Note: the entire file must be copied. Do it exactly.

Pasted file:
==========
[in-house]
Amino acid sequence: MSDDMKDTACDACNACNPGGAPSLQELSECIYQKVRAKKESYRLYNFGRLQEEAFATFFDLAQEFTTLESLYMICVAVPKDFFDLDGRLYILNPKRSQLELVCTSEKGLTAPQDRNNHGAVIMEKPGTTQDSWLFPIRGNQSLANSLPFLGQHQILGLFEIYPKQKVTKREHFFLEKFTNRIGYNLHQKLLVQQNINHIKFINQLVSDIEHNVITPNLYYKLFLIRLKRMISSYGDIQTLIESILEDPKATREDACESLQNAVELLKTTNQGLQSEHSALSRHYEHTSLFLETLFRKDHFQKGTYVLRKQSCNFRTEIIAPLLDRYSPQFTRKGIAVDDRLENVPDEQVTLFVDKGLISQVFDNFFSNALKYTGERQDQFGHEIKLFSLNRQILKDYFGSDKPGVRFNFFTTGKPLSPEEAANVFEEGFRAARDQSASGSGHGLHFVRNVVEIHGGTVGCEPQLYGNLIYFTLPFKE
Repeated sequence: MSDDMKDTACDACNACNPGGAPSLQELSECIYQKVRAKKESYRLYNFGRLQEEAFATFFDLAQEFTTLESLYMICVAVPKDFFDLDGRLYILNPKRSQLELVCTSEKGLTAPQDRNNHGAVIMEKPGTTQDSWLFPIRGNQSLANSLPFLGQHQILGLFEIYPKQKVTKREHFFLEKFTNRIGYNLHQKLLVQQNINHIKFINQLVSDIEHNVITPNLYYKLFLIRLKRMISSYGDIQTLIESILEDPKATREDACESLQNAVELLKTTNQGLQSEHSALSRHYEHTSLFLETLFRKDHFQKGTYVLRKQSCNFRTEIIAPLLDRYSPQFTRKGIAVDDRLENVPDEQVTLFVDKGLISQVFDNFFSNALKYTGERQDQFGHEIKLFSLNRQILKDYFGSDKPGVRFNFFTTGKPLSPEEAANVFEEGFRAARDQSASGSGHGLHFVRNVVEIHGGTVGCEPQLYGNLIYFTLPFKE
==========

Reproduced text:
[in-house]
Amino acid sequence: MSDDMKDTACDACNACNPGGAPSLQELSECIYQKVRAKKESYRLYNFGRLQEEAFATFFDLAQEFTTLESLYMICVAVPKDFFDLDGRLYILNPKRSQLELVCTSEKGLTAPQDRNNHGAVIMEKPGTTQDSWLFPIRGNQSLANSLPFLGQHQILGLFEIYPKQKVTKREHFFLEKFTNRIGYNLHQKLLVQQNINHIKFINQLVSDIEHNVITPNLYYKLFLIRLKRMISSYGDIQTLIESILEDPKATREDACESLQNAVELLKTTNQGLQSEHSALSRHYEHTSLFLETLFRKDHFQKGTYVLRKQSCNFRTEIIAPLLDRYSPQFTRKGIAVDDRLENVPDEQVTLFVDKGLISQVFDNFFSNALKYTGERQDQFGHEIKLFSLNRQILKDYFGSDKPGVRFNFFTTGKPLSPEEAANVFEEGFRAARDQSASGSGHGLHFVRNVVEIHGGTVGCEPQLYGNLIYFTLPFKE
Repeated sequence: MSDDMKDTACDACNACNPGGAPSLQELSECIYQKVRAKKESYRLYNFGRLQEEAFATFFDLAQEFTTLESLYMICVAVPKDFFDLDGRLYILNPKRSQLELVCTSEKGLTAPQDRNNHGAVIMEKPGTTQDSWLFPIRGNQSLANSLPFLGQHQILGLFEIYPKQKVTKREHFFLEKFTNRIGYNLHQKLLVQQNINHIKFINQLVSDIEHNVITPNLYYKLFLIRLKRMISSYGDIQTLIESILEDPKATREDACESLQNAVELLKTTNQGLQSEHSALSRHYEHTSLFLETLFRKDHFQKGTYVLRKQSCNFRTEIIAPLLDRYSPQFTRKGIAVDDRLENVPDEQVTLFVDKGLISQVFDNFFSNALKYTGERQDQFGHEIKLFSLNRQILKDYFGSDKPGVRFNFFTTGKPLSPEEAANVFEEGFRAARDQSASGSGHGLHFVRNVVEIHGGTVGCEPQLYGNLIYFTLPFKE